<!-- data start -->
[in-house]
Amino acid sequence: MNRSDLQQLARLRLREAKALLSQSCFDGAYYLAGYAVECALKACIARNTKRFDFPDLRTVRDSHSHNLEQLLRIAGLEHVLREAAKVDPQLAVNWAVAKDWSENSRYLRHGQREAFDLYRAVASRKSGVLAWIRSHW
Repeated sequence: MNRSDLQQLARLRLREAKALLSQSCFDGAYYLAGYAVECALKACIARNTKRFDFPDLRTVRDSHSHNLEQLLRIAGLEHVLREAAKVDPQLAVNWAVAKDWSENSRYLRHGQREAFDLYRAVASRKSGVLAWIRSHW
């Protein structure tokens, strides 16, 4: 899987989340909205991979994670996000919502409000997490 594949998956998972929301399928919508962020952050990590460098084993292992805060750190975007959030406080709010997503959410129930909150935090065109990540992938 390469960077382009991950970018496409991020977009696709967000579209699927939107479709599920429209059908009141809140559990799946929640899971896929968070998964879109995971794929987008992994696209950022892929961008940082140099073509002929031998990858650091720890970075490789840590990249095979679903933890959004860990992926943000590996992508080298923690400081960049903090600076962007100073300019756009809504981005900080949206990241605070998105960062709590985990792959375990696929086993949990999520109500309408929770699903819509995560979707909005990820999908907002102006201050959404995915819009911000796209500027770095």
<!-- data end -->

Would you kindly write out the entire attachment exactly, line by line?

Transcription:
[in-house]
Amino acid sequence: MNRSDLQQLARLRLREAKALLSQSCFDGAYYLAGYAVECALKACIARNTKRFDFPDLRTVRDSHSHNLEQLLRIAGLEHVLREAAKVDPQLAVNWAVAKDWSENSRYLRHGQREAFDLYRAVASRKSGVLAWIRSHW
Repeated sequence: MNRSDLQQLARLRLREAKALLSQSCFDGAYYLAGYAVECALKACIARNTKRFDFPDLRTVRDSHSHNLEQLLRIAGLEHVLREAAKVDPQLAVNWAVAKDWSENSRYLRHGQREAFDLYRAVASRKSGVLAWIRSHW
């Protein structure tokens, strides 16, 4: 899987989340909205991979994670996000919502409000997490 594949998956998972929301399928919508962020952050990590460098084993292992805060750190975007959030406080709010997503959410129930909150935090065109990540992938 390469960077382009991950970018496409991020977009696709967000579209699927939107479709599920429209059908009141809140559990799946929640899971896929968070998964879109995971794929987008992994696209950022892929961008940082140099073509002929031998990858650091720890970075490789840590990249095979679903933890959004860990992926943000590996992508080298923690400081960049903090600076962007100073300019756009809504981005900080949206990241605070998105960062709590985990792959375990696929086993949990999520109500309408929770699903819509995560979707909005990820999908907002102006201050959404995915819009911000796209500027770095």